Making Tin Can Toys

by Edward Thatcher 1919


Candlestick Tray

Candle Socket Figure 31

After the ash tray and match box holder is success fully completed the next problem that should b taken up is the tray candlestick, a photograph which is shown on the opposite page. This problem presents some interesting and instructive forming and soldering operations and should be made before attempting to make the toy auto truck. Two trays should first be made up-one to used for the base of the candlestick and one for the drip cup. The edges of both trays should be turned over carefully.

Candle Socket

The next thing to be made is the candle socket which is also used to connect both trays. Cut a piece of tin 2 3/4 by 3 1/2 inches, set the dividers to 1/4 inch and scribe a line 1/4 inch ¬inside three edges of the piece as shown in Fig. 31, No. 1. Clip off the corners and fold down the strip marked A, flat against the tin. C and B should partially folded over but not closed up, Fig.31, No.2. These two flaps, C and B are to be locked together to form a locked seam as shown in No.3. If this seam or joint were merely lapped and soldered together the candle socket would melt apart 'f the candle should be allowed to burn down inside it.

Solder Candle Holder Figure 32

Place a small bar of iron in the vise jaws-this bar or pipe should be about 3/4 inch in diameter and is used as an anvil over which to round up the candle socket. Lay the piece of tin that is to be used for the candle socket over the anvil with the fold A upper most-bend the tin around the anvil with the h or with light mallet blows, taking care not to d up the flaps Band C as you round the piece over anvil. You will not be able to get the socket into a perfect cylindrical shape at first and until B and C are fitted together as shown in No.3. Simply round the piece up as best you can until flap B fits flap C. Then use a pair of flat-nosed pliers pinch B and C together as shown in No.4. When the two are fitted together locked the socket seams are fitted together or locked the socket should be again placed on the bar and the hammering continued until socket is cylindrical and the seam hammered together.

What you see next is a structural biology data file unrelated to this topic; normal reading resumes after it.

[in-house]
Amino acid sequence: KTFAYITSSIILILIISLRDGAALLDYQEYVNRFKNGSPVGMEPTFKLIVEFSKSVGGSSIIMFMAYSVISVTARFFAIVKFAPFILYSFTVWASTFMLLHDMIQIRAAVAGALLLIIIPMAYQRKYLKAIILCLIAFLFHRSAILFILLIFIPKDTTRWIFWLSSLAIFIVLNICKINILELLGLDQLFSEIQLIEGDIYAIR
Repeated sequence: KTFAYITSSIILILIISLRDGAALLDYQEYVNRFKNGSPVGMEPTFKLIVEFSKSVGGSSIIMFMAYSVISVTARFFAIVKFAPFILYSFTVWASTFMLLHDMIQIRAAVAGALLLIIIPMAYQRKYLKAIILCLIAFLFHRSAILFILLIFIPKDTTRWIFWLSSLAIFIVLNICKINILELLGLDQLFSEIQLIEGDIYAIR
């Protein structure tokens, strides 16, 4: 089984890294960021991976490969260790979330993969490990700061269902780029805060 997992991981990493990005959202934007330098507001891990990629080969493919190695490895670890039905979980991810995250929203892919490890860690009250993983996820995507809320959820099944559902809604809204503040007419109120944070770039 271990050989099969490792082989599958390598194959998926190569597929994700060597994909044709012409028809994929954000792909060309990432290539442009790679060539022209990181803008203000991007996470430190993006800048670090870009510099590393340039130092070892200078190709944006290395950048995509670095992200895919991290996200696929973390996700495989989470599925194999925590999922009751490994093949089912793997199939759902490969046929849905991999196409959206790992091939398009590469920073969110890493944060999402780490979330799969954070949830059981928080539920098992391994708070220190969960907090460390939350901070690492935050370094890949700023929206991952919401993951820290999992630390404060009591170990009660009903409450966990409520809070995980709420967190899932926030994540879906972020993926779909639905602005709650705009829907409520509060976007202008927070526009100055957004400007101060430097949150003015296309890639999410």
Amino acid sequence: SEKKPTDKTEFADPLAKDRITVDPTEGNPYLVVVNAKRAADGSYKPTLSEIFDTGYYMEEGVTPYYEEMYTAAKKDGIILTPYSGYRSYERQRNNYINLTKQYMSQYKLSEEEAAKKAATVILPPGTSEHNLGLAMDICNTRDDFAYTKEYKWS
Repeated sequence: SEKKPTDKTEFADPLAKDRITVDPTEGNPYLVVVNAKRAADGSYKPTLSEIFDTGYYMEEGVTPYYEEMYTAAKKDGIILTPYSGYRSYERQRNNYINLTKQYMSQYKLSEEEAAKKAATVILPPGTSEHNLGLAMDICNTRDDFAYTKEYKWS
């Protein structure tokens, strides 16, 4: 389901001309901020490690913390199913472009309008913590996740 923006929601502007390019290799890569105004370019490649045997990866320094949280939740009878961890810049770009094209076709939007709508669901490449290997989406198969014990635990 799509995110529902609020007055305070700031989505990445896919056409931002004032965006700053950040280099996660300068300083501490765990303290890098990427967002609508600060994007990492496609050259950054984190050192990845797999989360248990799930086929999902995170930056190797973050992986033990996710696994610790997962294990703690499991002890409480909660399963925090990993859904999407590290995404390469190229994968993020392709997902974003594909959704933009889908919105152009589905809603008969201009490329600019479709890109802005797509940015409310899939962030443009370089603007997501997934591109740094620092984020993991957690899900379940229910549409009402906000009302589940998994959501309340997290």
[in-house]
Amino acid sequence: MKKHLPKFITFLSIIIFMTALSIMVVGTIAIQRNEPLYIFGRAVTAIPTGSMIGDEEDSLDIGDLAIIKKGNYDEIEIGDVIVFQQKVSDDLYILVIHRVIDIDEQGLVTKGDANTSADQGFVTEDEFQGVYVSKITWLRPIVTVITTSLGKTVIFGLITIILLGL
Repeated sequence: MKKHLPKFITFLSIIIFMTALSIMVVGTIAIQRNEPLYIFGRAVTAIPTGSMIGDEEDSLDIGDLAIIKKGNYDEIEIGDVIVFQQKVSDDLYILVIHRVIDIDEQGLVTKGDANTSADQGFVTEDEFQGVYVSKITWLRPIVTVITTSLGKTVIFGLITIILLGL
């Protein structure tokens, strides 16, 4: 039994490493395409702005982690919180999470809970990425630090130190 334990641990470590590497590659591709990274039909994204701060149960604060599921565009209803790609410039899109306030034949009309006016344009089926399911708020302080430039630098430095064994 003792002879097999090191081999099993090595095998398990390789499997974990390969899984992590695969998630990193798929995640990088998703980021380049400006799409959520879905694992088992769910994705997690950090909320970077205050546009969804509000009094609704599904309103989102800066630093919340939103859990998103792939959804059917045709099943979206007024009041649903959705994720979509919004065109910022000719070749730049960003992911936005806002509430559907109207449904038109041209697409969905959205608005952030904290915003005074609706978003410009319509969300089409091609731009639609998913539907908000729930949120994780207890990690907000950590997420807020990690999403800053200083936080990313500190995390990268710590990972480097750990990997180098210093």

Examine a tin can-most of them have seams at the side. If carefully made, this socket should fit a common candle which is 7/8 of an inch in diameter Cutting a Hole in the Drip Cup - When candle socket is completed, a hole should be cut through the bottom of the drip cup. The socket is slipped through this hole until the bottom flange A rests against the bottom of the drip cut, see Fig. 32. A small chisel should be used the hole through the bottom of the drip cup. The drip cup is rested on a small block of wood which is held in the vise jaws, and the chisel used in the same manner as a punch, the end of the wooden block supporting the tin as the chisel cuts through it.. The cutting edge of the chisel should be about 1/8 inch wide and should be very sharp. Such a chisel may be purchased at most tool dealers or a 1/8-inch nail-set may be purchased and the end ground to a chisel point on a grindstone. A common steel nail may be used for a chisel if the point is filed off entirely and the end of the nail filed to a chisel point. The shank of the nail should be 1/8 inch in diameter.

Set the bottom edge of the candle socket in the center of the drip cup and trace a line around it with a sharp pencil or a steel scriber. Then place the drip cup on a block of wood and cut out the disk of tin inside the line, using a series of chisel cuts to follow the line. Take care not to cut the hole too large - it should just fit the candle socket as shown in the sectional drawing, Fig. 32. A half-round file may be used to file away any rough or jagged edges left by e chisel cutting.

Candlestick Handle Figure 33

Making the Handle

A handle should next be made from a piece of tin 1 1/2 by 8 inches. The handle should be made tapering and a dimensioned awing for this is shown in Fig. 33. When the tin is cut to the shape shown the dividers should be set to 3/16 inch and a line scribed 3/16 inch inside each side of the handle. The tin should be folded over on these lines so that the sides of the handle will be nicely rounded and made stronger. Directions for making a straight fold will be found on page 50 and need not be repeated here as the operation is very simple. The handle should be shaped as shown in Fig. 34. It may be shaped or formed up by placing it over round anvil and using a mallet in exactly the same way that the handle of the biscuit cutter was formed, see Fig. 35, except that the handle for the candlestick will have a better appearance if the folds are left on the outside, see Fig. 34. The ends of the handle should be bent over at right angles as shown in Fig. 34. The small end hooks over the drip cup and the large end hooks over the edge of the tray or bottom of the candlestick.

Rounding Candlestick Handle Figure 34 and 35

The different parts of the candlestick are now ready to be soldered together. The socket should be fitted into the drip cup and these two soldered together first. Apply the solder to the bottom of the drip cup and socket in the angle where the socket and the drip cup meet, as shown in Fig. 32. When the socket and the drip cup are soldered together they should be set in position in the center of the bottom tray and soldered in place. (The candlestick will have a much better appearance if the seams in the side of the drip cup, socket, and bottom tray are in line with each other when the candlestick is soldered together.) The handle is the last thing to put in place and it is soldered to the drip cup and to the bottom tray - which will complete the candlestick. Many pleasing varieties of this simple and practical candlestick may be made by changing the diameter and shape of the cans used for the trays and the length of the candle socket and the shape of the handle.




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